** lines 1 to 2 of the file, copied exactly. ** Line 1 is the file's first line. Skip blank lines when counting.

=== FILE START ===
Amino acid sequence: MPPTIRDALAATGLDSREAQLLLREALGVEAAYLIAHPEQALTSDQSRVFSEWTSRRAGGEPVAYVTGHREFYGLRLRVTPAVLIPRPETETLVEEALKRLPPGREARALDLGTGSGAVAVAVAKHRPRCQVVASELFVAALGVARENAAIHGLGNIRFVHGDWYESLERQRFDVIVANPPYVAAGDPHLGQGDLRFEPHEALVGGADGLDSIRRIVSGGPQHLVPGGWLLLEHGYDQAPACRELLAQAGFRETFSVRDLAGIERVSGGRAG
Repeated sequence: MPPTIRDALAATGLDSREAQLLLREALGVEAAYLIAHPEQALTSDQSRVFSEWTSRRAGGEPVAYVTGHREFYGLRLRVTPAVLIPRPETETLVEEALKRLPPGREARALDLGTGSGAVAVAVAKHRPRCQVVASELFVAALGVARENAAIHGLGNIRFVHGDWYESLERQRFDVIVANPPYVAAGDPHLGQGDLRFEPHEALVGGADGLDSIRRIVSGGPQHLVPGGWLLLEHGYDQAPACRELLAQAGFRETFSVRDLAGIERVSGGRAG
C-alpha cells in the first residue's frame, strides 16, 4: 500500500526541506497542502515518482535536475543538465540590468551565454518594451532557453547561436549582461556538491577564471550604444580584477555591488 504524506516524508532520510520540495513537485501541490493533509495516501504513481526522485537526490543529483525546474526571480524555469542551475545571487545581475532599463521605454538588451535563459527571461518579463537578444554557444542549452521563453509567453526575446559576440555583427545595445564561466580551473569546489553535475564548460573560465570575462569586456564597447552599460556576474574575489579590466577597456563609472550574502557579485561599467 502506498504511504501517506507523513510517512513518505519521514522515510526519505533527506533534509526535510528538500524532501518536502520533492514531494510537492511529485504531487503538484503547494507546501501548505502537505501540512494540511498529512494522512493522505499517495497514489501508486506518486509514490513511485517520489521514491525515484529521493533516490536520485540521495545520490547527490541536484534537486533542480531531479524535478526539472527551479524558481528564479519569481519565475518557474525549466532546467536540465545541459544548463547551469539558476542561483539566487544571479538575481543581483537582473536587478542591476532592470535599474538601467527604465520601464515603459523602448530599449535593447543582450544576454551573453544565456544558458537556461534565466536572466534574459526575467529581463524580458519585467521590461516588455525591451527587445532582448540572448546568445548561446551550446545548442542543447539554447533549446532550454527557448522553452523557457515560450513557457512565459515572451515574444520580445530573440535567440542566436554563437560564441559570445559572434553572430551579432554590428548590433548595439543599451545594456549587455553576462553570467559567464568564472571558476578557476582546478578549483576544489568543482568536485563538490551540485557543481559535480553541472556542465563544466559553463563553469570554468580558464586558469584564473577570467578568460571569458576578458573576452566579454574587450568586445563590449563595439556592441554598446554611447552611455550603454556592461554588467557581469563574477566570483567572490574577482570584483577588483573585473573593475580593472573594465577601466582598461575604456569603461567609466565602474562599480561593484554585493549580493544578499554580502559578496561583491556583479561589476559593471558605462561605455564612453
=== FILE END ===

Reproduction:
Amino acid sequence: MPPTIRDALAATGLDSREAQLLLREALGVEAAYLIAHPEQALTSDQSRVFSEWTSRRAGGEPVAYVTGHREFYGLRLRVTPAVLIPRPETETLVEEALKRLPPGREARALDLGTGSGAVAVAVAKHRPRCQVVASELFVAALGVARENAAIHGLGNIRFVHGDWYESLERQRFDVIVANPPYVAAGDPHLGQGDLRFEPHEALVGGADGLDSIRRIVSGGPQHLVPGGWLLLEHGYDQAPACRELLAQAGFRETFSVRDLAGIERVSGGRAG
Repeated sequence: MPPTIRDALAATGLDSREAQLLLREALGVEAAYLIAHPEQALTSDQSRVFSEWTSRRAGGEPVAYVTGHREFYGLRLRVTPAVLIPRPETETLVEEALKRLPPGREARALDLGTGSGAVAVAVAKHRPRCQVVASELFVAALGVARENAAIHGLGNIRFVHGDWYESLERQRFDVIVANPPYVAAGDPHLGQGDLRFEPHEALVGGADGLDSIRRIVSGGPQHLVPGGWLLLEHGYDQAPACRELLAQAGFRETFSVRDLAGIERVSGGRAG